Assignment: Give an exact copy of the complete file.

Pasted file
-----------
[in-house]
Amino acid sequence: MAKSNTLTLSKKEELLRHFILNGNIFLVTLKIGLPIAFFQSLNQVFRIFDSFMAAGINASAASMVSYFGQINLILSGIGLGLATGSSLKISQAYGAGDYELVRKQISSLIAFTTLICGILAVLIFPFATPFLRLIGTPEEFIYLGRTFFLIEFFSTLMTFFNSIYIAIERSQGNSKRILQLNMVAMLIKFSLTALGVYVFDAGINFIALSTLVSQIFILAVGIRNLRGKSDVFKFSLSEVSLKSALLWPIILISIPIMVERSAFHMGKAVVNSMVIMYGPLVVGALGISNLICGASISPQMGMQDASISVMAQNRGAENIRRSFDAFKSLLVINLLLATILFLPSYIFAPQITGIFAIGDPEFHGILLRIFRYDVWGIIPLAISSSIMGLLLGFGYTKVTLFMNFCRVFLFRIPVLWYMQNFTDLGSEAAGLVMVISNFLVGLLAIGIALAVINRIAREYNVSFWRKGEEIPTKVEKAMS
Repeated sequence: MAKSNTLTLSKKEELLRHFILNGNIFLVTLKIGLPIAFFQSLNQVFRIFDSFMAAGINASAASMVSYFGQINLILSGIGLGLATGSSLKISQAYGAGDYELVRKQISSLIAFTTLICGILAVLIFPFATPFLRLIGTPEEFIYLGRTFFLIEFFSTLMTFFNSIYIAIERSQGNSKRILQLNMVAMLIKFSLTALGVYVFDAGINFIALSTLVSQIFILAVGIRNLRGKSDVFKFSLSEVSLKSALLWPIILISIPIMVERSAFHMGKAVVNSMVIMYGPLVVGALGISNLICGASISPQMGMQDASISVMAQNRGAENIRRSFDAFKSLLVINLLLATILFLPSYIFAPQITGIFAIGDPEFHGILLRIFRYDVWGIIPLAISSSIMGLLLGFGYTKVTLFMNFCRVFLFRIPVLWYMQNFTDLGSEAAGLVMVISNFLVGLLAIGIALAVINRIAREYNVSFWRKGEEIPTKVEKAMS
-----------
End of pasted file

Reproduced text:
[in-house]
Amino acid sequence: MAKSNTLTLSKKEELLRHFILNGNIFLVTLKIGLPIAFFQSLNQVFRIFDSFMAAGINASAASMVSYFGQINLILSGIGLGLATGSSLKISQAYGAGDYELVRKQISSLIAFTTLICGILAVLIFPFATPFLRLIGTPEEFIYLGRTFFLIEFFSTLMTFFNSIYIAIERSQGNSKRILQLNMVAMLIKFSLTALGVYVFDAGINFIALSTLVSQIFILAVGIRNLRGKSDVFKFSLSEVSLKSALLWPIILISIPIMVERSAFHMGKAVVNSMVIMYGPLVVGALGISNLICGASISPQMGMQDASISVMAQNRGAENIRRSFDAFKSLLVINLLLATILFLPSYIFAPQITGIFAIGDPEFHGILLRIFRYDVWGIIPLAISSSIMGLLLGFGYTKVTLFMNFCRVFLFRIPVLWYMQNFTDLGSEAAGLVMVISNFLVGLLAIGIALAVINRIAREYNVSFWRKGEEIPTKVEKAMS
Repeated sequence: MAKSNTLTLSKKEELLRHFILNGNIFLVTLKIGLPIAFFQSLNQVFRIFDSFMAAGINASAASMVSYFGQINLILSGIGLGLATGSSLKISQAYGAGDYELVRKQISSLIAFTTLICGILAVLIFPFATPFLRLIGTPEEFIYLGRTFFLIEFFSTLMTFFNSIYIAIERSQGNSKRILQLNMVAMLIKFSLTALGVYVFDAGINFIALSTLVSQIFILAVGIRNLRGKSDVFKFSLSEVSLKSALLWPIILISIPIMVERSAFHMGKAVVNSMVIMYGPLVVGALGISNLICGASISPQMGMQDASISVMAQNRGAENIRRSFDAFKSLLVINLLLATILFLPSYIFAPQITGIFAIGDPEFHGILLRIFRYDVWGIIPLAISSSIMGLLLGFGYTKVTLFMNFCRVFLFRIPVLWYMQNFTDLGSEAAGLVMVISNFLVGLLAIGIALAVINRIAREYNVSFWRKGEEIPTKVEKAMS